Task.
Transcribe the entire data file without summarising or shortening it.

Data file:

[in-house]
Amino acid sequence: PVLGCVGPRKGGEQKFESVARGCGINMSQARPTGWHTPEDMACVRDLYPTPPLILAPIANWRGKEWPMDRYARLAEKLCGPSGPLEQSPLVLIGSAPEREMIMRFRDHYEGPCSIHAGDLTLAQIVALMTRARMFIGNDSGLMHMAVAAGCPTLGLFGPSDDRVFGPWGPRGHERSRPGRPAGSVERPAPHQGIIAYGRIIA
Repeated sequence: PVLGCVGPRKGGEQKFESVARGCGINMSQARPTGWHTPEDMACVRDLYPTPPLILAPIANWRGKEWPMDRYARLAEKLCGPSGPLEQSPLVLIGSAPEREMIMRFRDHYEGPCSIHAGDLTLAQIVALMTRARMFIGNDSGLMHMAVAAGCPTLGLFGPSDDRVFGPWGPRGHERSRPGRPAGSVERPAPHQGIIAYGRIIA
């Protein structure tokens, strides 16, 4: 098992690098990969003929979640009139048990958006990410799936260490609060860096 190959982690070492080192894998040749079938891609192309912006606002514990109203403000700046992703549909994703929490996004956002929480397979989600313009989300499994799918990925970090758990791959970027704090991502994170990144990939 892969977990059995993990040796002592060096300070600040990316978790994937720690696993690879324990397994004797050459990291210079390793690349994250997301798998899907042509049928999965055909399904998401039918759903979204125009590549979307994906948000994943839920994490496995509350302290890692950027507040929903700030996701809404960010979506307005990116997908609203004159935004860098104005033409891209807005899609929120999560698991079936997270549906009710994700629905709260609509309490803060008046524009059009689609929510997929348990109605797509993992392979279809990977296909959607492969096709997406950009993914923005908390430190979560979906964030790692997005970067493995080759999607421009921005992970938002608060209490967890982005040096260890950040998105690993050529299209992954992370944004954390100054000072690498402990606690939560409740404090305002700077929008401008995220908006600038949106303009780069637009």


[in-house]
Amino acid sequence: PVLGCVGPRKGGEQKFESVARGCGINMSQARPTGWHTPEDMACVRDLYPTPPLILAPIANWRGKEWPMDRYARLAEKLCGPSGPLEQSPLVLIGSAPEREMIMRFRDHYEGPCSIHAGDLTLAQIVALMTRARMFIGNDSGLMHMAVAAGCPTLGLFGPSDDRVFGPWGPRGHERSRPGRPAGSVERPAPHQGIIAYGRIIA
Repeated sequence: PVLGCVGPRKGGEQKFESVARGCGINMSQARPTGWHTPEDMACVRDLYPTPPLILAPIANWRGKEWPMDRYARLAEKLCGPSGPLEQSPLVLIGSAPEREMIMRFRDHYEGPCSIHAGDLTLAQIVALMTRARMFIGNDSGLMHMAVAAGCPTLGLFGPSDDRVFGPWGPRGHERSRPGRPAGSVERPAPHQGIIAYGRIIA
């Protein structure tokens, strides 16, 4: 098992690098990969003929979640009139048990958006990410799936260490609060860096 190959982690070492080192894998040749079938891609192309912006606002514990109203403000700046992703549909994703929490996004956002929480397979989600313009989300499994799918990925970090758990791959970027704090991502994170990144990939 892969977990059995993990040796002592060096300070600040990316978790994937720690696993690879324990397994004797050459990291210079390793690349994250997301798998899907042509049928999965055909399904998401039918759903979204125009590549979307994906948000994943839920994490496995509350302290890692950027507040929903700030996701809404960010979506307005990116997908609203004159935004860098104005033409891209807005899609929120999560698991079936997270549906009710994700629905709260609509309490803060008046524009059009689609929510997929348990109605797509993992392979279809990977296909959607492969096709997406950009993914923005908390430190979560979906964030790692997005970067493995080759999607421009921005992970938002608060209490967890982005040096260890950040998105690993050529299209992954992370944004954390100054000072690498402990606690939560409740404090305002700077929008401008995220908006600038949106303009780069637009």